CARSON CITY – State lawmakers are working on remedying Nevada’s $1.2 billion shortfall, passing a bill that requires mine operators to pay their annual net proceeds tax ahead of schedule.
State Senators voted 19-2 late Wednesday night in favor of Senate Bill 3, which should put nearly $60 million in the state’s diminished General Fund. In addition to requiring mining operations to pre-pay, the bill also diverts the entirety of the state’s vehicle registration fee revenues to the General Fund, as well as a tax amnesty program for delinquent taxes.
Under Senate Bill 3, mining businesses would pay a portion of net proceeds annually by March 1 until 2024. In total, the bill will divert a projected $147 million to Nevada’s general fund.
Lawmakers hope collecting this year’s tax as well as pre-payment on next year’s will help avoid cuts to state services during the pandemic and economic downturn.
Nevada Gold Mines Director of Operations Greg Walker said Friday that NGM is prepared to help the state government through the pandemic.
“At the beginning of COVID-19, we actually reached out to the governor and had a talk with him about prepaying the net proceeds tax,” he said.
Walker said that while it is not typical for the state’s mining companies to do this, it is not an unprecedented move, as they also prepaid in 2008 during the recession.
“When this happened — and we knew very quickly that the governor was going to have a hole in the budget — we reached out to him and said, ‘listen, we did it before; if it helps then we would be prepared to do it again’,” Walker said.
J.D. Klippenstein, executive director of the Sparks-based group ACTIONN, said in a July 15 letter to the Nevada Assembly Committee-of-the-Whole that Senate Bill 3 does not do enough to help Nevada recover from the COVID-19 induced budget shortfall.
“By not removing the deductions the mining industry uses to significantly lower their taxable proceeds, SB3 does very little to address our revenue crisis, especially in the long term,” he said. “It is time that the mining companies pay their fair share.”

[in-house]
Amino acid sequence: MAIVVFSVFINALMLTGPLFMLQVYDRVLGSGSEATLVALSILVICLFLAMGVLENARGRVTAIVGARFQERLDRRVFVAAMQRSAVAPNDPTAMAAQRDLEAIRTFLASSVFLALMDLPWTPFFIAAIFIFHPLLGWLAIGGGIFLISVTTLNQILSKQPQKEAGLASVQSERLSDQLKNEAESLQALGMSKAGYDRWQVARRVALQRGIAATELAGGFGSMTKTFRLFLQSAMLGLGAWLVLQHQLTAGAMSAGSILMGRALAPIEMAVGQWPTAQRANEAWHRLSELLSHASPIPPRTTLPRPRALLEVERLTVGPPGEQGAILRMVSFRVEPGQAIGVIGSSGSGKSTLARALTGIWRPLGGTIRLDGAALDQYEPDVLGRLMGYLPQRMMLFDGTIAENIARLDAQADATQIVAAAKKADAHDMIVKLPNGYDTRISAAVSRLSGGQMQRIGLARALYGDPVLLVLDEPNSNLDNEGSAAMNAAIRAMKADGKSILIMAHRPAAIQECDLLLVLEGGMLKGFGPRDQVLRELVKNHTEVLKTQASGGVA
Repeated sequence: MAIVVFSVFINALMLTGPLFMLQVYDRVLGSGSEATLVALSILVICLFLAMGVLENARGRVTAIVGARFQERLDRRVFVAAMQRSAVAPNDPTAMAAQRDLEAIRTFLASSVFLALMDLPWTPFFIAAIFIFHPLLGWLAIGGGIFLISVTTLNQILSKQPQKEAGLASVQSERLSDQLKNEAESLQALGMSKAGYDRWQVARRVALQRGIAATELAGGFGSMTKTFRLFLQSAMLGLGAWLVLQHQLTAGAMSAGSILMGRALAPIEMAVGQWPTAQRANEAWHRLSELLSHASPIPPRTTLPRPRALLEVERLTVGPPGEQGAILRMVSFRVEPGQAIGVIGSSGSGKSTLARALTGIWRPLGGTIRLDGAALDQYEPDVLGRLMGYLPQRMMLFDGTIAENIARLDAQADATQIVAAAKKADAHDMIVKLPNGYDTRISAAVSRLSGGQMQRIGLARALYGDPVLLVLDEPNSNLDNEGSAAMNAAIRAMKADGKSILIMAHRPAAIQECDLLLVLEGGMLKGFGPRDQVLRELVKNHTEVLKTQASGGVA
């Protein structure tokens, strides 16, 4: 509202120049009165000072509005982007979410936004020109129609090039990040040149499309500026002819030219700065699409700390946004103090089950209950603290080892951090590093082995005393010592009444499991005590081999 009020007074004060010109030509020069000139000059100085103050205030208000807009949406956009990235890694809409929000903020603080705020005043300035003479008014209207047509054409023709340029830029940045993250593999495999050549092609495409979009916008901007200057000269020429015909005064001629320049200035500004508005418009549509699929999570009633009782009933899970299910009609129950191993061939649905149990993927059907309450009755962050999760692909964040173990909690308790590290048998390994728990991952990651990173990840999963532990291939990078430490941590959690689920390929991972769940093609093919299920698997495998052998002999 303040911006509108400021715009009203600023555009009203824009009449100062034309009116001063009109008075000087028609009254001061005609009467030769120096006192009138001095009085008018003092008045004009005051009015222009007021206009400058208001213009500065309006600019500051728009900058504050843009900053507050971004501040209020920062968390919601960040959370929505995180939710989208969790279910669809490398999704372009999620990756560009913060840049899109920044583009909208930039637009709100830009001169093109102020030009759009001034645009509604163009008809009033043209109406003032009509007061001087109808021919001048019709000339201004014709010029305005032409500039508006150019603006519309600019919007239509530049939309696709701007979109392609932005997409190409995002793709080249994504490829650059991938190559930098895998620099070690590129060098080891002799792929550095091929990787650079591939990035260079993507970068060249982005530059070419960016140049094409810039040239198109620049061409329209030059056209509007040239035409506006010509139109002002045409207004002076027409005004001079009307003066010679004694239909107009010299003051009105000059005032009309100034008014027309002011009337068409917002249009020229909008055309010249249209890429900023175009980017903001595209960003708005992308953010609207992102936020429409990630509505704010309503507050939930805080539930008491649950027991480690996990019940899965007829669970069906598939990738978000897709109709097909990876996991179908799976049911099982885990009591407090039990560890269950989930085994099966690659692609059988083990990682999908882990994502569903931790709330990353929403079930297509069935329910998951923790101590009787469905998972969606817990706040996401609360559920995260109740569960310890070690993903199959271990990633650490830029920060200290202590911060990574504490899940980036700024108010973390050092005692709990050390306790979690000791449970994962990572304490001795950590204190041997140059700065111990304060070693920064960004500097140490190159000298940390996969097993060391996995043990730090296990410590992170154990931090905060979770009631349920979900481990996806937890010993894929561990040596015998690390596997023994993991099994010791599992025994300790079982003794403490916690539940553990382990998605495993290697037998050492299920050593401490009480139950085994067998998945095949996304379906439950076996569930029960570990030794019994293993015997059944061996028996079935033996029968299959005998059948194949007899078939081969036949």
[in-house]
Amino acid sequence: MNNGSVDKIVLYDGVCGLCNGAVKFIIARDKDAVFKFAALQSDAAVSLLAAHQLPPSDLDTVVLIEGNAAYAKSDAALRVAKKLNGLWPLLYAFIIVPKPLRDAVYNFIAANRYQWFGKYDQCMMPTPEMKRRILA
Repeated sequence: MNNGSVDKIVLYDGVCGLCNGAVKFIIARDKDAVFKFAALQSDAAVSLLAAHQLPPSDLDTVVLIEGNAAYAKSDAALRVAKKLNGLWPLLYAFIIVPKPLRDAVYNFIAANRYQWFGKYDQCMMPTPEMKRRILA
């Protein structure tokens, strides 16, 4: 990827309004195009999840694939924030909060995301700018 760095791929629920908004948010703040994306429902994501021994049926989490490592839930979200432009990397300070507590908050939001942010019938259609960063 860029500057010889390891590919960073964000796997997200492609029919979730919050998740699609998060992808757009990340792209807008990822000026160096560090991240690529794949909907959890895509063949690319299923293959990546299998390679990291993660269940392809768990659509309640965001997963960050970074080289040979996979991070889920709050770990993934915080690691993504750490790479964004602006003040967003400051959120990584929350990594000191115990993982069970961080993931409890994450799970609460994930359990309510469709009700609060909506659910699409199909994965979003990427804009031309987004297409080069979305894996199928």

Klippenstein asked lawmakers to consider supporting an amendment to Senate Bill 3 that removes mining tax deductions currently in place.
The Progressive Leadership Alliance of Nevada also sent a letter to the committee, arguing that Nevada’s mining operations receive “lucrative tax breaks and get by without paying their fair share.”
Many lawmakers and activists were not satisfied by the pre-payment plan and vowed to revisit efforts to raise taxes on mines when the Legislature reconvenes in 2021.
However, a proposal to cut tax deductions for mining business in the state stalled only hours after it was introduced Thursday.
The deduction would have put about $54.7 million more into the general fund, according to a report from The Nevada Independent.
The bill passed through the Assembly on a party line vote but fell one vote short of passing in the Senate, where a two-thirds majority is needed to increase taxes.
It garnered enthusiasm from Democrats all the way up to Gov. Steve Sisolak, who put out a statement that he would sign the bill if it passed through the Legislature even before the Legislature published a bill draft.
The Nevada Independent reported Friday that one Republican Senator who voted no said he would consider changing his mind if education funding were made a part of a new bill.
Sen. Keith Pickard says he’s willing to change his vote if the bill is amended to ensure that the expected new mining tax revenue is guaranteed to go to K-12 education programs.
Walker said that the chaos and confusion of navigating through a crisis is not the appropriate time to discuss long-term tax reform.
“Taxes and business are a difficult discussion ... it is not an easy discussion and it is a discussion that you should have with the tax authority, or the state government in an open way, a transparent way, and use facts and financial models to support the discussion,” he said.
According to Ballotpedia, the issue of an amendment regarding the 5 percent cap on the Net Proceeds of Minerals Tax was previously on the state’s ballot in 2014. Known as SJR 15, the measure asked voters if the current 5 percent net proceeds tax cap should be removed from the Nevada State Constitution. This would allow legislators to raise the tax rate. The measure was narrowly defeated with 265,821 in favor and 269,030 opposed. A similar measure was also defeated in 2012.
Walker said that Nevada Gold Mines, the largest gold producer in the state, wants to do what it can to help Nevada during this time of unknowns.
“We want to help the government, we want to help Nevada, and if the mining industry can help Nevada get through this crisis then we want to do that,” he said.
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